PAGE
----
BASH (on camera): How involved is the president in this?

PARSCALE: And the president stayed involved. When I show him the direction we're going, the things we're building, he's excited. And he gives me input. Like, this is what we think we should be doing. You know, he -- he's always -- and I've always said, he's the king of (INAUDIBLE). The campaign manager, the communications director, the finance director. He is the master of the Trump train and I'm the conductor on it.

BASH (voice over): Dana Bash, CNN, Arlington, Virginia.

(END VIDEOTAPE)

HARLOW: A great piece, Dana. And she's got a busy day ahead. Dana Bash will host the CNN presidential town hall tonight with former Colorado Governor John Hickenlooper. That is live from the CNN Center in Atlanta tonight, 10:00 p.m. Eastern, only right here.

All right, ahead for us, rescue and aid workers scramble to save hundreds of people that are stranded. Look at that. They are stranded right now on roofs, on bridges, in these flood waters in Mozambique days after a deadly cyclone wiped out an entire village. We're there live.

(COMMERCIAL BREAK)

[09:56:26] HARLOW: This morning, destruction, devastation after a powerful and deadly cyclone swept across three countries in southeast Africa. Some survivors in Mozambique are desperately clinging to rooftops -- look at those images -- anywhere they can to stay above the water, even tree tops. Officials say hundreds are dead, many more still missing. Ninety percent of the city of Beira has been destroyed. The main roads have been cut off, buildings completely submerged, hospitals inoperable.

Let's go to our CNN international correspondent Farai Sevenzo, who actually made it into Mozambique, with more.

I know you're obviously not right there, but what else do we know in terms of the biggest concern and how these rescue efforts are going?

FARAI SEVENZO, CNN INTERNATIONAL CORRESPONDENT: Poppy, imagine this is a full six days after this completely disastrous cyclone swept through the city of Beira. And, of course, people have been very, very difficult to reach for more humanitarian organizations. At the moment, just to give you a flavor of what the nation of Mozambique is thinking. This is this morning's headline, basically saying Mozambique is in mourning.

We're also hearing from the International Federation of the Red Cross that the river of Buzi (ph), out there in the central region, is completely submerged with water. They estimated 20,000 people are there and 10,000 are still, as you mentioned just now, clinging onto rooftops and onto their roofs. And don't forget, the cyclone did not only hit this east African --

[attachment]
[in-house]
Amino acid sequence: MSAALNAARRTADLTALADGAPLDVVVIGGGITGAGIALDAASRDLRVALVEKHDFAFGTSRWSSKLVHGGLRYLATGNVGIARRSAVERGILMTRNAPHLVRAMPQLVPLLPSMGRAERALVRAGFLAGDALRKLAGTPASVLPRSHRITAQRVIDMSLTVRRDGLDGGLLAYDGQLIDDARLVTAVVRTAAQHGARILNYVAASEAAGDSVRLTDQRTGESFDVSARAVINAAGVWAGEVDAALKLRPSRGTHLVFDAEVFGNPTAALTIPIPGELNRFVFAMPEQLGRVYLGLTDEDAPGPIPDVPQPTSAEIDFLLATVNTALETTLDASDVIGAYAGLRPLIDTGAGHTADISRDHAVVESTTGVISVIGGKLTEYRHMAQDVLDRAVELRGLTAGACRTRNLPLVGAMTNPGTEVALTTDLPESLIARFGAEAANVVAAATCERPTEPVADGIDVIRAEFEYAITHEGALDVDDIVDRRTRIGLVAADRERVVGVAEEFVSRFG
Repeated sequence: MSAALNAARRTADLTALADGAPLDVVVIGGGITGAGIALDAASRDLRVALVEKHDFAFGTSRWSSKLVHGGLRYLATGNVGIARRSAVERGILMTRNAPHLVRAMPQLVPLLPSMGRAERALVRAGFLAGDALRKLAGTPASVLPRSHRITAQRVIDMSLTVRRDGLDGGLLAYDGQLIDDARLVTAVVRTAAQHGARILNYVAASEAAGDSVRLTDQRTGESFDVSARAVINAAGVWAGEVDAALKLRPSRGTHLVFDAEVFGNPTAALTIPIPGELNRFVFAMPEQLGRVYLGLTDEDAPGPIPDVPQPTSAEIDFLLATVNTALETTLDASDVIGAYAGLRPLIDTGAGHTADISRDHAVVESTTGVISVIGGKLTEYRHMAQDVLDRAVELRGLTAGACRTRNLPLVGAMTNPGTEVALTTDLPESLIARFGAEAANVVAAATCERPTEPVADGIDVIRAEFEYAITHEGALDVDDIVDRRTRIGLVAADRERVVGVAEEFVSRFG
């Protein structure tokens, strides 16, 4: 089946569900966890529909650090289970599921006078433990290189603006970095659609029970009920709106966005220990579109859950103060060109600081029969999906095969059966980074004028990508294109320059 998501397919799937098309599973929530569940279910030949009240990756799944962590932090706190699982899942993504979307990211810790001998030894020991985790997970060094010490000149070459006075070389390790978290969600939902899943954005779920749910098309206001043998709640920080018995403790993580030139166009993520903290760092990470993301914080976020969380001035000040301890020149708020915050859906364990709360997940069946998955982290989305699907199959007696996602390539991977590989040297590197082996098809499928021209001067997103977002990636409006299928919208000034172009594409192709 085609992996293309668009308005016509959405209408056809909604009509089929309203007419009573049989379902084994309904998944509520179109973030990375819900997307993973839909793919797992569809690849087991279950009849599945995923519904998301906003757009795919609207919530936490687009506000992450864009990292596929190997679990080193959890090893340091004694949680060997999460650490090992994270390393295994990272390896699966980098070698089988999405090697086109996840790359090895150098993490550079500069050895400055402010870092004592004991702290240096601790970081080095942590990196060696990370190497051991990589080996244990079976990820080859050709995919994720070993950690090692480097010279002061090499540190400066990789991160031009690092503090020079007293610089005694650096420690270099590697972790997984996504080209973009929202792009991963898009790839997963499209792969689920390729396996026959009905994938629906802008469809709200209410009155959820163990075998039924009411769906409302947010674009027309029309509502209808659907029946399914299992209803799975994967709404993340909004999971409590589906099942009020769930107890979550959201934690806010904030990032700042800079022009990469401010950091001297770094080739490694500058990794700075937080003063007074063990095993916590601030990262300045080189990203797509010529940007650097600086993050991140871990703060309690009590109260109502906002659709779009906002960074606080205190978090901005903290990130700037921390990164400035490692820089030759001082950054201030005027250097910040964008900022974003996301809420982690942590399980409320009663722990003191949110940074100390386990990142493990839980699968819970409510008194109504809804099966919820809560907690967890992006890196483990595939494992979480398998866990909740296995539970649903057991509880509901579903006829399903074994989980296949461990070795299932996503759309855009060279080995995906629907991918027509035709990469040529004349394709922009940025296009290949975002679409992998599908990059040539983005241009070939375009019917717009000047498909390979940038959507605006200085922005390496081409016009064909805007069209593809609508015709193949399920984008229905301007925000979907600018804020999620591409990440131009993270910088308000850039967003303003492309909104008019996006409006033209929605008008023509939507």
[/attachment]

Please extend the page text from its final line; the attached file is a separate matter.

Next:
southeast African country of Mozambique. It swept on into Zimbabwe, the bordering areas of Somanimani, Shapinga, Mutari, and then on to Malawi. So the story in those countries is still quite desperate because many people have not been able to reach the dead, the dying, and, of course, the needy. And there's a real confusion about what kind of fatalities we're looking at, because in that part of Africa, the mountains basically split with the cyclone and they -- they covered up people when they were asleep and many villages are beneath that rubble.

We're also hearing at the moment, Poppy, I should mention this, six days after the cyclone hit, we've got a statement as well from the United States Department saying it's also providing relief efforts in coordination with its partners and that the embassies in each of these countries that have been affected stand ready to provide consular services to any U.S. citizens that have been affected.

Of course, at the moment, Poppy, we're speaking to you from the capital, but we are making plans to head out to Beira. Remember, 90 percent of that city was destroyed. It's a historic city in this part of town. It's been around since the days of Vasco da Gama, the great Portuguese explorer. And it's just staggering to think that 90 percent of it has been destroyed.

Poppy.

HARLOW: It is staggering. And looking at these pictures, I mean little children being rescued, people jumping out of trees into the hands of those aid workers. It's remarkable.

Good luck to you and your team, Farai, getting there. And if you do get in and get reporting on the ground, of course we will air it on this show tomorrow and bring it to everyone. Good luck and thank you.

All right, it is the top of the hour. Good morning, everyone. I'm Poppy Harlow. Jim Sciutto has a well-deserved week off.

This morning a senior senator -- Republican senator set to make good on his promise to deliver a, quote, whipping to anyone who attacks the late Senator John McCain. This is all part of the growing outrage over the president's string of new attacks on the war hero.

[10:00:02] (BEGIN VIDEO CLIP)

DONALD TRUMP, PRESIDENT OF THE UNITED STATES: I was never a fan of John McCain and I never will be.

(END VIDEO CLIP)

HARLOW: In an exclusive interview today with the bulwark Republican senator of Georgia.

END